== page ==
UN debate on how to make science and technology more sustainable and inclusive
24 Mar 2022
A debate to discuss how science and technology can boost Covid-19 recovery is to be held in the UN. The Secretary-General of the United Nations Conference on Trade and Development, Rebeca Grynspan, will lead speakers in examining how technology policies, solutions and research priorities can accelerate sustainable development and how to include developing countries in the Industry 4.0 revolution.
Ministers, policymakers, heads of international organisations and leading experts will examine how science, technology and innovation can help the world recover better from the COVID-19 pandemic during 25th session of the UN Commission on Science and Technology for Development from 28 March to 1 April in Geneva and online.
UNCTAD Secretary-General Rebeca Grynspan will lead a high-level roundtable discussion on science, technology and innovation policies, solutions and research priorities relevant to the Sustainable Development Goals. The discussion will be livestreamed on UN Web TV on 28 March at 2.30 p.m. CET.
“We need to make changes in international relations in science, technology and innovation so that developing countries can benefit from technology to achieve the Sustainable Development Goals,” Ms. Grynspan said.
She added: “Developing countries need more opportunities to participate in international research networks, increased funding for research and more support for technology upgrading and transfer, particularly in support of post-COVID-19 recovery efforts.”
Conversation with great minds
The commission will also feature a conversation with four distinguished academic scholars in science, technology, innovation and socioeconomic development, who will provide thought-provoking insights on these topics.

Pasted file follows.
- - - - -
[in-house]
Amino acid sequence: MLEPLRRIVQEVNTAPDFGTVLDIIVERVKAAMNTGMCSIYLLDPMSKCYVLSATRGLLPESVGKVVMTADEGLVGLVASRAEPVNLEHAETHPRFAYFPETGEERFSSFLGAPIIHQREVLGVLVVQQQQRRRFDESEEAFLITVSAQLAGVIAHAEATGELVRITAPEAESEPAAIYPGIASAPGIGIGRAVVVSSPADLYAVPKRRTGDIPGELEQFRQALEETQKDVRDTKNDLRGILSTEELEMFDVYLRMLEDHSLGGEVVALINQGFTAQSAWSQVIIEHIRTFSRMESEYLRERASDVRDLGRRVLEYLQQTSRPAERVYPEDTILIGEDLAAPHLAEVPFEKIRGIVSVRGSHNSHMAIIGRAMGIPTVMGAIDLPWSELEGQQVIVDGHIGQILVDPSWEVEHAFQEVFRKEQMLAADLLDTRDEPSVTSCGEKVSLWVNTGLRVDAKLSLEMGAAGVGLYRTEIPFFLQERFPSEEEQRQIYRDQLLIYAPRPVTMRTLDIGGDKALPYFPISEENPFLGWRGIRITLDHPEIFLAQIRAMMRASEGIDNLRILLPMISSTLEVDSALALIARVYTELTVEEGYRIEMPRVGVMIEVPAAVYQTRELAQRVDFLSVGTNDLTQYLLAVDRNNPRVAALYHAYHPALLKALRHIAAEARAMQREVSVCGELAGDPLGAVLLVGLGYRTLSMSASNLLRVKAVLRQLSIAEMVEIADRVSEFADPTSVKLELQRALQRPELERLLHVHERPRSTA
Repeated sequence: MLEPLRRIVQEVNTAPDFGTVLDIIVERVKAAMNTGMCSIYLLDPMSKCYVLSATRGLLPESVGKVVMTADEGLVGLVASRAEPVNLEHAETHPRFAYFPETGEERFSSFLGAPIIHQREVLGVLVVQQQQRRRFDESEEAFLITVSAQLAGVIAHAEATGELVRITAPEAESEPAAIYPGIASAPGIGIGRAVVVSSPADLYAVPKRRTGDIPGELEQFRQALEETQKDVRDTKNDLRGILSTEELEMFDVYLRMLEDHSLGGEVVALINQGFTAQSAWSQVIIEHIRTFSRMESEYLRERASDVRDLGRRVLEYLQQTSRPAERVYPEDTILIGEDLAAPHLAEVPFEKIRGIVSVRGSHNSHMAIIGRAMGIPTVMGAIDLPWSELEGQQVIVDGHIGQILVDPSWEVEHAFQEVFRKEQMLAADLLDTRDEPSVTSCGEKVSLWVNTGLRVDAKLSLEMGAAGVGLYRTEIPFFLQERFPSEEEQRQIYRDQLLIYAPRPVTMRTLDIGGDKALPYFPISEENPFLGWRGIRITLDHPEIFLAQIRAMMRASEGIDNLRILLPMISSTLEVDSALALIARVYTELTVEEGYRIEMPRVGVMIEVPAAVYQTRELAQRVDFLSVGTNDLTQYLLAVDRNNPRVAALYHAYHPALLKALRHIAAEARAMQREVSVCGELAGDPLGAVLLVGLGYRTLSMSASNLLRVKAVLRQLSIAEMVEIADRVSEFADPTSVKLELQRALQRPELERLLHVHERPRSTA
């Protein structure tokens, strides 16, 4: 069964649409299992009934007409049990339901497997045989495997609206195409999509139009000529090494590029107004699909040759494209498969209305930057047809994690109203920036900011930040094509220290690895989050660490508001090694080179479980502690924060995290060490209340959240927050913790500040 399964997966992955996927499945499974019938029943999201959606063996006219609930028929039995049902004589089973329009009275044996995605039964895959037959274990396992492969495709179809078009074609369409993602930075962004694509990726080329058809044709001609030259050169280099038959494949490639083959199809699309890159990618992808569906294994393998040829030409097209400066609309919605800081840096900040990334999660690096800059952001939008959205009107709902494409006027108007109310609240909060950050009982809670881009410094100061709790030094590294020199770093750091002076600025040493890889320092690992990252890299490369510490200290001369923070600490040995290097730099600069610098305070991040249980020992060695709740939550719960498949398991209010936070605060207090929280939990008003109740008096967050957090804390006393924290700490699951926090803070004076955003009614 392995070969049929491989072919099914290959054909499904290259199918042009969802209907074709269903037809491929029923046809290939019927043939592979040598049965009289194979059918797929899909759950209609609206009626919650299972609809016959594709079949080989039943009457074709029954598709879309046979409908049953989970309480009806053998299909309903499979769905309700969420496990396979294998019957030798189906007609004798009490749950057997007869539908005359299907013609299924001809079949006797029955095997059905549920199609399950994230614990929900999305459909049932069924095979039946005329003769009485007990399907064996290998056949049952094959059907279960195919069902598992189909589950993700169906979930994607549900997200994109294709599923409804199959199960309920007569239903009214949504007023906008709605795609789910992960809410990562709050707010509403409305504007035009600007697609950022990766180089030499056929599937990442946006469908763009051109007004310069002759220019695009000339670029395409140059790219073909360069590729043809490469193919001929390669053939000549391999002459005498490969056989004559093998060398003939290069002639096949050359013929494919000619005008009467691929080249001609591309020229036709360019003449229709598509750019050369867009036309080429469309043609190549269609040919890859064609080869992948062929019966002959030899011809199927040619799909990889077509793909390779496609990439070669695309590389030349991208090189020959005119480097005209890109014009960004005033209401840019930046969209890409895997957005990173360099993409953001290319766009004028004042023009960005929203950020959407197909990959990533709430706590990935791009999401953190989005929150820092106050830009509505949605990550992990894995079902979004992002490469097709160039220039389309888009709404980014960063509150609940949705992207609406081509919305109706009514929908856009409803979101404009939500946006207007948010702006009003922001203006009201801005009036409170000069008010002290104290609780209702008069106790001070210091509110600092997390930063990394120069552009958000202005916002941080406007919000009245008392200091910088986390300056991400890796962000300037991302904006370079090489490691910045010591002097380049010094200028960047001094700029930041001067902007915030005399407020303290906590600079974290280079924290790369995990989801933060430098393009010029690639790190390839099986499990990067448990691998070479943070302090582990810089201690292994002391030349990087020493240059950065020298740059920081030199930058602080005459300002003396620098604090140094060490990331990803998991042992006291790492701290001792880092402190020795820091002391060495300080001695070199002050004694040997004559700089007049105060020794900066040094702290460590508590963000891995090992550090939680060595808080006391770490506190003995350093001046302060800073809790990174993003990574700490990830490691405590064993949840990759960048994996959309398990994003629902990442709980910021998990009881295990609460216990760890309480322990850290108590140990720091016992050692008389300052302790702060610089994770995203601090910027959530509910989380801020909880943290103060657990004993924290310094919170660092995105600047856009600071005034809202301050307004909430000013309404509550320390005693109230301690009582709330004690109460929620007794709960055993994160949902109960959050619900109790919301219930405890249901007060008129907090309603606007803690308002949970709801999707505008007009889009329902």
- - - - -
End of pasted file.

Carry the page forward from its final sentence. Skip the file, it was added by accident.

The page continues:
They are Yoshua Bengio, artificial intelligence scientist and 2018 Turing Prize laureate; Shoshana Zuboff, a renowned scholar of the digital revolution and its economic, social and political impacts; Daron Acemoglu, an influential researcher on political economy issues; and Carlota Perez, a leading specialist in the field of technological change and its economic and social consequences. Their conversation will be livestreamed on UN Web TV on 28 March at 3.30 p.m. CET.
Other speakers during the commission will include Ambassador Collen Vixen Kelapile (Botswana), president of the UN Economic and Social Council; Maimunah Mohd Sharif, executive director of the UN Human Settlements Programme; and Hiroshi Kuniyoshi, deputy to the director general of the UN Industrial Development Organisation.
New and emerging technologies represent a $350 billion market, which by 2025 could grow to over $3.2 trillion, according to UNCTAD’s groundbreaking Technology and Innovation Report 2021, which outlines how developing countries can benefit from the current technological revolution to reduce gaps that hold back inclusive and sustainable development.
“Industry 4.0 makes it crucial for developing countries to push for diversification and increasing manufacturing competency,” said Shamika N. Sirimanne, UNCTAD’s director of technology and logistics.
“To ensure that they do not miss this wave of technological change, countries need to mobilise investment in digital infrastructure, build workforce skills, develop ethical frameworks and guidelines for industry 4.0 technologies and international exchange of knowledge and experiences,” she added.